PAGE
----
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[112] in front of Posey's and Mahone's brigades, and almost immediately in front of the heights. At twelve o'clock the signal-gun was fired, and the cannonading commenced. The fire of our guns was concentrated upon the enemy's line on the heights stormed on the day before by Wright's brigade. Our fire drew a most terrific one from the enemy's batteries, posted along the heights from a point near Cemetery Hill to the point in their line opposite to the position of Wilcox. I have never yet heard such tremendous artillery firing. The enemy must have had over one hundred guns, which, in addition to our one hundred and fifteen, made the air hideous with most discordant noise. The very earth shook beneath our feet, and the hills and rocks seemed to reel like a drunken man. For one hour and a half this most terrific fire was continued, during which time the shrieking of shells, the crash of falling timber, the fragments of rock flying through the air shattered from the cliffs by solid shot, the heavy mutterings from the valley between the opposing armies, the splash of bursting shrapnel, and the fierce neighing of wounded artillery horses, made a picture terribly grand and sublime, but which my pen utterly fails to describe. After the firing had continued for little more than an hour, the enemy's guns began to slacken, and finally all were silenced save some six or. eight, which were in a clump of woods a little to the left of the stone fence.

Now the storming party was moved up, Pickett's division in advance, supported on the right by Wilcox's brigade and on the left by Heth's division, commanded by Pettigrew. The left of Pickett's division occupied the same ground over which Wright had passed the day before. I stood upon an eminence and watched this advance with great interest; I had seen brave men pass over that fated valley the day before; I had witnessed their death-struggle with the foe on the opposite heights; I had observed their return with shattered ranks, a bleeding mass, but with unstained banners. Now I saw their valiant comrades prepare for the same bloody trial, and already felt that their efforts would be vain unless their supports should be as true as steel and brave as lions. Now they move forward, with steady, measured tread they advance upon the foe. Their banners float defiantly in the breeze, as onward in beautiful order they press across the plain. I have never seen since the war began (and I have been in all the great fights of this army) troops enter a fight in such splendid order as did this splendid division of Pickett's. Now Pettigrew's command emerge from the woods upon Pickett's left, and sweep down the slope of the hill to the valley beneath, and some two or three hundred yards in rear of Pickett. I saw by the wavering of this line as they entered the conflict that they wanted the firmness of nerve and steadiness of tread which so characterized Pickett's men, and I felt that these men would not, could not stand the tremendous ordeal to which they would be soon subjected. These were mostly raw troops, which had been recently brought from the South, and who had, perhaps, never been under fire — who certainly had never been in any very severe fight — and I trembled for their conduct. Just as Pickett was getting well under the enemy's fire, our batteries ceased firing. This was a fearful moment for Pickett and his brave command. Why do not our guns reopen their fire? is the inquiry that rises upon every lip. Still our batteries are silent as death! But on press Pickett's brave Virginians; and now the enemy open upon them, from more than fifty guns, a terrible fire of grape, shell, and canister. On, on they move in unbroken line, delivering a deadly fire as they advance. Now they have reached the Emmetsburgh road, and here they meet a severe fire from the heavy masses of the enemy's infantry, posted behind the stone fence, while their artillery, now free from the annoyance of our artillery, turn their whole fire upon this devoted band. Still they remain firm. Now again they advance; they storm the stone fence; the Yankees fly. The enemy's batteries are, one by one, silenced in quick succession as Pickett's men deliver their fire at the gunners and drive them from their pieces. I see Kemper and Armistead plant their banner in the enemy's works. I hear their glad shout of victory!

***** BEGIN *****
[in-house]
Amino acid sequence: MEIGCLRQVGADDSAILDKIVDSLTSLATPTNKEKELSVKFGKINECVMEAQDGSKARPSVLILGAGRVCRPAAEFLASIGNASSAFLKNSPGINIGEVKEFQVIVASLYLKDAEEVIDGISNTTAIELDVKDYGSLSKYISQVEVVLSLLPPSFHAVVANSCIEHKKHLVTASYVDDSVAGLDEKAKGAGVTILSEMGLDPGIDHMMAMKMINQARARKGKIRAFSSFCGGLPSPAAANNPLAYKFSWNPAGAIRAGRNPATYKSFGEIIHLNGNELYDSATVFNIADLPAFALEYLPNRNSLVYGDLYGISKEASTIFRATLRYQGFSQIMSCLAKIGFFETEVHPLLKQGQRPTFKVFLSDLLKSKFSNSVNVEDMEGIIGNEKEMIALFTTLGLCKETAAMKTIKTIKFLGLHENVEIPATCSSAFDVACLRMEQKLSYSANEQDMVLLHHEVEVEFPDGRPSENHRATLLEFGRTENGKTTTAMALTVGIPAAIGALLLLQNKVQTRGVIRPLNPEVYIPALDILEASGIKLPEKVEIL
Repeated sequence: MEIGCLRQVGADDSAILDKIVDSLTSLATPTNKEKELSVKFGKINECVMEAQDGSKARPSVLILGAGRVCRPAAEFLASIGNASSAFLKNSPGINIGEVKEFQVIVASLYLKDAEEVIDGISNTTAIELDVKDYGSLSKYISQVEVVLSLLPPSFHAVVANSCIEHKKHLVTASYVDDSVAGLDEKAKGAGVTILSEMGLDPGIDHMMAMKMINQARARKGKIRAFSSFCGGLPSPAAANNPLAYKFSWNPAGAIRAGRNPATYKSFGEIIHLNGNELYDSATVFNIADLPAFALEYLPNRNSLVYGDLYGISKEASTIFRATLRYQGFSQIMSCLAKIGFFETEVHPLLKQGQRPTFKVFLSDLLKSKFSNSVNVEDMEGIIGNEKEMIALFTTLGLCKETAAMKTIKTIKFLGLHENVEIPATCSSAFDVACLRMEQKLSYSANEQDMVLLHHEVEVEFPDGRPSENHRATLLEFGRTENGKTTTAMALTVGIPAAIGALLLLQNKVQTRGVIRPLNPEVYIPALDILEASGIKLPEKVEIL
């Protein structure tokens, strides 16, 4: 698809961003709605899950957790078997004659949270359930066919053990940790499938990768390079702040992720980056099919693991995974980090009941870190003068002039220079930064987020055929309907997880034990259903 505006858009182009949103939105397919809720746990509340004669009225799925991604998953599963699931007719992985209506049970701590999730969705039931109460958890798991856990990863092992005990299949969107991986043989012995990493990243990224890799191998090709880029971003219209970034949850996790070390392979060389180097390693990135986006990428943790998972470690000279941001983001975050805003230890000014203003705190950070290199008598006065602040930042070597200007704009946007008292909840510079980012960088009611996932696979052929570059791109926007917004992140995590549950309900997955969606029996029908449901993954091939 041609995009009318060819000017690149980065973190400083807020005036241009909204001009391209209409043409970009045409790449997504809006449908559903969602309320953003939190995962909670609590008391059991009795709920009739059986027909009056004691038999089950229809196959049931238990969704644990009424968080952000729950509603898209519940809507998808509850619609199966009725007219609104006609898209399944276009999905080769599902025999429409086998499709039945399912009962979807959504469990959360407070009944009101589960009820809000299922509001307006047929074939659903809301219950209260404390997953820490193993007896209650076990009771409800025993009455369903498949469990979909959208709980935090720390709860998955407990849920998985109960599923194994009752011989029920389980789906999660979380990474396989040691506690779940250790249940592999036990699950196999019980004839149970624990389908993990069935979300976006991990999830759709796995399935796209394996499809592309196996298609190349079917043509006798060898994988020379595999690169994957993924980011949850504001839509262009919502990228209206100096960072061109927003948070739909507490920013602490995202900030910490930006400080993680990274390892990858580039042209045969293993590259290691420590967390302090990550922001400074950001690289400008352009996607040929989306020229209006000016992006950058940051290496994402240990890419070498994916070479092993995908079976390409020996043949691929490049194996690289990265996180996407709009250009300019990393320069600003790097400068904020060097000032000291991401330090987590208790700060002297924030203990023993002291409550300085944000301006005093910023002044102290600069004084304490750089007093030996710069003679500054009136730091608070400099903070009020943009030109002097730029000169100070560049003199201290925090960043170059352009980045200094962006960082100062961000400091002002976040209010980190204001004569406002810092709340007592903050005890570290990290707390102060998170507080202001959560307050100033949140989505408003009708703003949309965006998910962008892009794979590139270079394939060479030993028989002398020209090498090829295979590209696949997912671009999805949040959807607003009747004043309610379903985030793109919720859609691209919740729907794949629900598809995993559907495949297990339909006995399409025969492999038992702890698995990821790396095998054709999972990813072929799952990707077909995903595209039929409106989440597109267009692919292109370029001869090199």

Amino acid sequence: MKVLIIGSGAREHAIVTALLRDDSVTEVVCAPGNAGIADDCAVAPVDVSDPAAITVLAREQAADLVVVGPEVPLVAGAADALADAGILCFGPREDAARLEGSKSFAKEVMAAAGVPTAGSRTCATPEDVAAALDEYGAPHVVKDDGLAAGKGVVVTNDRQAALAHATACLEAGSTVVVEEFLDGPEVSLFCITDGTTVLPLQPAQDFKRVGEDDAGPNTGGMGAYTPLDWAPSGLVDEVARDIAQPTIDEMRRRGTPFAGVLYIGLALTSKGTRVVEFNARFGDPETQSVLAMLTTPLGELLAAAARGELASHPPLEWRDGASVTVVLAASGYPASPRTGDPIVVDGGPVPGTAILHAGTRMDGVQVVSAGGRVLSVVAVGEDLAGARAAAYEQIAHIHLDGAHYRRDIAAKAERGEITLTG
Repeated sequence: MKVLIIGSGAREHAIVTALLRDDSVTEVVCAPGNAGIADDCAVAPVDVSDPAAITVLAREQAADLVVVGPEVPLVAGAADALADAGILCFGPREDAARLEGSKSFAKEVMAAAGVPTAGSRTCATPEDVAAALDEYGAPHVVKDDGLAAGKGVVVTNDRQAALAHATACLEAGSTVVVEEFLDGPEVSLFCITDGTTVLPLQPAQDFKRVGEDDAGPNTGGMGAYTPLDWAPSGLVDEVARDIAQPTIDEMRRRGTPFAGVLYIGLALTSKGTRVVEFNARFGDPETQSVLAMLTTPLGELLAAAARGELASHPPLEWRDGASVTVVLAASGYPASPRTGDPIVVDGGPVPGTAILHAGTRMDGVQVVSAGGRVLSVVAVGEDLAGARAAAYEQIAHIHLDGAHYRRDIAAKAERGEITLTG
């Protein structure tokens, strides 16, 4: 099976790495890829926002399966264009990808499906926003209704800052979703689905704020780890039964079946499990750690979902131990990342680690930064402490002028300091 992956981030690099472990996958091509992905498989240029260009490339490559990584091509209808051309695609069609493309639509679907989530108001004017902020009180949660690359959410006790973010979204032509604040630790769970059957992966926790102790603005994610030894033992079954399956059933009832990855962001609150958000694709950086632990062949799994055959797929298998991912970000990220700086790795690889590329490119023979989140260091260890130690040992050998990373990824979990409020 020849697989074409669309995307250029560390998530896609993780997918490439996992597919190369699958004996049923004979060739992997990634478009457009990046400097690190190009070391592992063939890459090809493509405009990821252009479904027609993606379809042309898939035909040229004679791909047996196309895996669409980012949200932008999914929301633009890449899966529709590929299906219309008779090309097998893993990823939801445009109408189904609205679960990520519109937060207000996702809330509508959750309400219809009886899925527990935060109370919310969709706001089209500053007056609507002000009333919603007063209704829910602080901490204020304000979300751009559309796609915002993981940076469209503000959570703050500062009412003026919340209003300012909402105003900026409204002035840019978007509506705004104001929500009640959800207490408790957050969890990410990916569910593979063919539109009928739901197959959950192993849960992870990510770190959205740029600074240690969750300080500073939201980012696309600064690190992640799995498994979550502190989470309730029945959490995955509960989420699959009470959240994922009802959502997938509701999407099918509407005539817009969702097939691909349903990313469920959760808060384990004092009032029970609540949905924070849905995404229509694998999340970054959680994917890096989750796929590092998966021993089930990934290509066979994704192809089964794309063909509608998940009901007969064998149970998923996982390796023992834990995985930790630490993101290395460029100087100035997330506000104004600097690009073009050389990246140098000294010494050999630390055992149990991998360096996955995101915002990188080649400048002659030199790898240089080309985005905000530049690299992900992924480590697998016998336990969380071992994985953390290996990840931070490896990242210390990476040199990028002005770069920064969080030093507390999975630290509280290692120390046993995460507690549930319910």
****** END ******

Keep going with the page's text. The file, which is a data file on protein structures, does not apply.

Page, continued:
Let us look after Pettigrew's division. Where are they now? While the victorious shout of the gallant Virginians is still ringing in my ears, I turn my eyes to the left, and there, all over the plain, in utmost confusion, is scattered this strong division. Their line is broken; they are flying, apparently panic-stricken, to the rear. The gallant Pettigrew is wounded, but he still retains command, and is vainly striving to rally his men. Still the moving mass rush pell-mell to the rear, and Pickett is left alone to contend with the hordes of the enemy now pouring in upon him on every side. Garnett falls, killed by a Minie ball, and Kemper, the brave and chivalrous, reels under a mortal wound, and is taken to the rear. Now the enemy move around strong flanking bodies of infantry, and are rapidly gaining Pickett's rear. The order is given to fall back, and our men commence the movement, doggedly contending for every inch of ground. The enemy press heavily our retreating line, and many noble spirits who had passed safely through the fiery ordeal of the advance and charge, now fall on the right and on the left. Armistead is wounded and left in the enemy's hands. At this critical moment the shattered remnant of Wright's Georgia brigade is moved forward to cover their retreat, and the fight closes here. Our loss in this charge was very severe, and the Yankee prisoners taken acknowledge that theirs was immense. Anticipating that a renewal of the attack would be made on this point in his line, Meade had concentrated a very heavy force of infantry in support of his batteries, and the fire of our artillery was said to have been very destructive to them, lying, as they were, in heavy masses just in rear of their own guns. I have stated that just after Pickett commenced the attack our batteries ceased firing, and upon inquiry I learn that they